Lene swings her feet, crossing them at the ankles before looking back up at Savannah. "I'm glad it's going well. You'd have been okay if you went, but it was still pretty disastrous. You probably saw it in the papers and the news?" Her nose wrinkles as she remembers the night. "Luckily no one really got hurt."

"It bugs me when people make assumptions like that. I mean, I've read Hamlet but that doesn't mean I'm a rocket scientist," Savannah points out, looking at the two dogs before back at Lene. "Yeah, I figure after everything that happened it would have been fine if I went, but Kam absolutely was convinced that we needed to go out of the country. I think he just wanted a romantic vacation and now he had an excuse. I am really glad, though, that no one got hurt."

"I could probably be a rocket scientist," Lene says with a smirk, as she reaches to pet Hamlet. "But that doesn't mean I could do what you do. And I can't play an instrument unless I cheat, or carry a tune or paint or anything. Everyone I guess has their own talents."

She reaches up to scratch her nose, the rubber gloves she wears evident, then takes another sip of coffee. "Any plans for your next book? Will you name a character after me?" she says suddenly, changing conversation topics like a California lane change (or Jersey slide).

If Savannah noticed that Lene swerved into her lane without signaling, the blonde doesn't give much of a reaction. "I'm working on a new trilogy… so I could name a character Jolene, I think. It's a cute name, after all. Sounds a little southern, but I think anything starting with 'Jo' sounds like that." A pause, her eyes drifting to the gloves. "You a little worried about the 'Red Death'?" She questions, eyes full of genuine concern.

"Yeah, it does sound a little Southern, I guess. You don't have to name anyone after me… you could just make it a charming brilliant heroine with red hair and green eyes, right?" Lene says with a bright smile that fades as she glances at her gloves.

"Me… no. I'm not, but I don't want to carry it. My roommate… well, my best friend, really? She could get it, but I couldn't," she says quietly. "So I'm trying to be careful when I go out. Wear the gloves, dump them right before I go into the apartment. I don't know. It seems a small thing to do that could make a difference."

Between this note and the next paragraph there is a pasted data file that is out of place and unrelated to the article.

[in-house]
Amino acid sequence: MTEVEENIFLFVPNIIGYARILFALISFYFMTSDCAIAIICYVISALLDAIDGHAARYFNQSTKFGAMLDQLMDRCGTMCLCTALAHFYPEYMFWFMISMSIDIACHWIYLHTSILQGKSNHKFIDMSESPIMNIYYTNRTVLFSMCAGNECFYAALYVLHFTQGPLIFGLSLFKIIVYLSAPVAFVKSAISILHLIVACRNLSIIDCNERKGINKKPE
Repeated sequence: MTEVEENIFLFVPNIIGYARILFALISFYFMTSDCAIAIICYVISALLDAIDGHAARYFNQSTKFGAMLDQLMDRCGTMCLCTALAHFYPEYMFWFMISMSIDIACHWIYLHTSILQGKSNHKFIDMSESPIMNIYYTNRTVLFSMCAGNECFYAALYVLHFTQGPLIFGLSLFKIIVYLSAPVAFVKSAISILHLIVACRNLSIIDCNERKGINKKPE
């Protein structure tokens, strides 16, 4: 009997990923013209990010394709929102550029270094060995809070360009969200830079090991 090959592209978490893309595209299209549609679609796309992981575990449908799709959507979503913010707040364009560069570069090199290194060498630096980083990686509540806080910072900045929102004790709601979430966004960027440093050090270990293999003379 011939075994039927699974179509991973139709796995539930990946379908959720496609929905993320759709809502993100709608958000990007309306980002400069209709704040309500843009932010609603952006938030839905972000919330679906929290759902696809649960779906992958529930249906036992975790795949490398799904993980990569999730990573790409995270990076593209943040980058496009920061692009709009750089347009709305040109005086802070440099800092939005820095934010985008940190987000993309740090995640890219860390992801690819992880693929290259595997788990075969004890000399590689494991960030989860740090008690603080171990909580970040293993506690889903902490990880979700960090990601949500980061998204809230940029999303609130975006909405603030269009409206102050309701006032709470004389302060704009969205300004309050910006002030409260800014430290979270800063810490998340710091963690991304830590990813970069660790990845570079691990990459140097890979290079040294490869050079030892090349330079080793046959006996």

She nods to Savannah. "Are you not worried about it? I mean, I don't think people should live in fear, but this looks like it's pretty bad. Like, way worse than it should be." Her brows knit together at that.

"People seem to like red-headed heroines, I guess… you aren't the first to want one, though the last person was looking for a sequel to one of my earlier books," Savannah says, though her eyes drift back to the gloves. She frowns, just slightly.

"I guess that's true. Just be cautious. People are worried about a lot of things though, so… I suppose I'm careful, but I'm not hiding out. It's not like everyone's immune, but I don't like living in fear. I don't like running away. I do that enough on a personal level so when it comes to something like this… I don't want to just give in."

Savannah's words bring a self-deprecating huff of a laugh from Lene. "I know what you mean," she says with a shrug. "Just be careful. Wash your hands a lot — I haven't seen my friend who can see the future for a while so I don't have any crazy omens of the future to warn you with this time, sorry." Her words come with a smirk as Lene rises to her feet.

The dogs get up, tails wagging as they anticipate the rest of their walk. "Hopefully you live a long and happy life, though," Lene adds.

"I think if I've got Kam to make sure I get out of bed in the morning and take my meds, I'll probably live a long and happy life," Savannah agrees, looking towards the dogs again. "They say no news is good news, so you can cross your fingers that there are no omens because there's no need for them." She nods towards Lene politely. "I'm sure things will be fine for you. You seem like you're trying extra hard to be careful."

Lene chuckles, reaching with the free hand to snap the glove of the other dramatically. "Trust me when I say that I'm pretty sure I won't die of a flu. It's just not in my genes. But I don't want to get anyone else sick if I can help it, and while I may be immune, and while I may not be good at a lot of things, I understand universal precautions."

The dogs begin to tug toward the trail, and Lene takes an involuntary step or three forward, weighing about half of their combined weight. "Unlike the other Hamlet, this one is very decisive," she quips. "It was good seeing you — in 2011 and alive and healthy of all things!" she says brightly. At least one of the things they've set out to change seems to have been a success.

"Yeah, it was good to see you. Thanks again for all the help… and I hope you enjoy the book," Savannah agrees, leaning back on the bench a little bit. "I'll stay alive and healthy… I don't plan on letting something like this hold me back from my work. Take care of yourself, Jolene."

Hamlet and Ophelia insistently pull on the leash, tugging Lene another couple of steps forward, but she looks over her shoulder to wave her coffee cup at Savannah. "Good. I look forward to seeing me in all my glory as a heroine in your next book," she says playfully.

"Or you know, at least a shout out on the acknowledgements page…" she adds before breaking into a jog, letting the dogs' long legs set the pace for the journey home.